Personally, it's the one I prefer, the way you'd prefer being beheaded to being burned at the stake.
I also think the entire Merry Gentry thing is a wonderful train wreck worthy of gawking at while you eat popcorn. I am a terrible person for thinking this, but that is something I am okay with.
If you wonder why I enjoy harping on the LKH books so much...well, one, they're bad. And they're not just poorly written. They're bad. They're an attempt to normalize everything from incest, rape, child abuse, rape, abusive relationships, rape, cult-style mind and thought control, rape, male-oriented dominance--when your main character's constant professional obsession is being as good or better than the men, you're still fucking advocating the idea that men are rightfully the dominant paradigm because of their strength--to, well, rape. The last book of hers I reviewed, I was grateful when the chapters didn't start with something of dubious consent. I've gotten a fuck load of recent blog hits from some lovely reader (Thank you, by the way) pointing out the similarities between the shower rape in Narcissus in Chains and a rape scene in a recent Game of Thrones episode. Probably the only thing I've read lately that even comes close to that level of toxic expression is the Elise Dinsmore Series, and THAT was written over a hundred years ago! (...and is currently being pushed by certain homeschooling associations as a healthy role model for young women, but I'll save that for later).
The last several Merry books, including the current one, have also been unmitigated disasters, both as books and as moments in LKH's career. The last one, Divine Misdemeanors, was turned in six weeks before publication. While that's not an extreme turnaround in the self publishing world, that is fucking unheard of for trade publication, where a year between turning in a manuscript and actual publication is considered the desirable norm. This happened because LKH stopped writing the book that was due and started writing a book for a rival publisher that she wasn't even contracted for. It's a trend that LKH has perpetuated the last several years, turning books in with only six to four months between completion and publication. And by "completion" I mean the first fucking draft of the book. The book coming out in July was due at least two years ago, and many anti-fans, myself included, believe the only reason this book came out at all was because it was part of her contract and the publisher (The Random Penguin) was not willing to substitute Merry for Anita, because Merry sells better.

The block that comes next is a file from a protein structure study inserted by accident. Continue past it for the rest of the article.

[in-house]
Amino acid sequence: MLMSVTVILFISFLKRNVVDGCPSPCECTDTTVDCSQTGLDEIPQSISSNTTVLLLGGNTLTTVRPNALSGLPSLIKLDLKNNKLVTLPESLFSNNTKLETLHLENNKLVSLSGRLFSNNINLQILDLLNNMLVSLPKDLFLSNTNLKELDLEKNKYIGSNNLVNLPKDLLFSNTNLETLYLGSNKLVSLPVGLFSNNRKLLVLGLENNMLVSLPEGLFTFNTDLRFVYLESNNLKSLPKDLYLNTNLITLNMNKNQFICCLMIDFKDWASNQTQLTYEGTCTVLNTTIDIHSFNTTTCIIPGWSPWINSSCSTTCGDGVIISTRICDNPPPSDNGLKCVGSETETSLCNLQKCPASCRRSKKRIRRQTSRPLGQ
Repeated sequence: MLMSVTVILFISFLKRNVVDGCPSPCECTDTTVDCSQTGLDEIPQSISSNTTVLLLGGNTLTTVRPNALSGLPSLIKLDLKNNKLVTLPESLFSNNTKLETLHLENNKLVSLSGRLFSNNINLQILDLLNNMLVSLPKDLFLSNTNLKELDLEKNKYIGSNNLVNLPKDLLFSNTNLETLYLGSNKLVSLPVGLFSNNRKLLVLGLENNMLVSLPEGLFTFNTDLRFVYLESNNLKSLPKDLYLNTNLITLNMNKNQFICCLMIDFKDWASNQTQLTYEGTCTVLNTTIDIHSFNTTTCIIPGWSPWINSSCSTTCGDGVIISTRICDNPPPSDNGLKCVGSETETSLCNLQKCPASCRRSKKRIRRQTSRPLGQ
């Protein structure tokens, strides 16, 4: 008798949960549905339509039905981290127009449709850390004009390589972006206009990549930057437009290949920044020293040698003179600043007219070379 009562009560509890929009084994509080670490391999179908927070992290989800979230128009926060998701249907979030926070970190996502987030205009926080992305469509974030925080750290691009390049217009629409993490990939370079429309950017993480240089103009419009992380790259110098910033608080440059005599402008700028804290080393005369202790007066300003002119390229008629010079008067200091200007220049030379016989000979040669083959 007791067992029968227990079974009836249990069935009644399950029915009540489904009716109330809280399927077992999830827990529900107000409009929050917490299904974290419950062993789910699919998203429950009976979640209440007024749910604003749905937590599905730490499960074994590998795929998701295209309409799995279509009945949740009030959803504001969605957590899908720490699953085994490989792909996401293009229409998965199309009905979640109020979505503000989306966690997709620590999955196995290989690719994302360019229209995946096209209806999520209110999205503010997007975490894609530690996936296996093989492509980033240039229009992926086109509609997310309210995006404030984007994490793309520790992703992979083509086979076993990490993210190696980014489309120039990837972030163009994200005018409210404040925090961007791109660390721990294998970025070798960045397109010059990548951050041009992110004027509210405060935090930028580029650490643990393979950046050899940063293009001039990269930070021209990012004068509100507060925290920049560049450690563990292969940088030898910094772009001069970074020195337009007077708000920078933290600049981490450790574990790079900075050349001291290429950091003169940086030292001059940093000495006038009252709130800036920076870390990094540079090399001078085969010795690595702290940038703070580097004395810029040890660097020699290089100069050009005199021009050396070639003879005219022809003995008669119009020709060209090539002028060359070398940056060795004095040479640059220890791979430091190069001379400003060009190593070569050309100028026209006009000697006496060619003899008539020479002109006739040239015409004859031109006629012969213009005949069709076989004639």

And before we go any further, I want to make something damn clear. I've gotten a lot of flack for this in the past, but I do firmly believe that LKH and certain other shitty writers I've blogged about are writing gods compared to me. They are published, I am not, and they do deserve a certain amount of respect for that. It's a hard, awful, tough, competitive business. Some people can hack it, some can't. I can't. But there's a difference between accepting that somebody is better than you, and accepting that, by way of professional publication, it's okay to write a scene where a horrifically abused woman is cuddled back into compliance by her harem of abusers and it is portrayed as a loving act on the part of her abusers. This is never okay.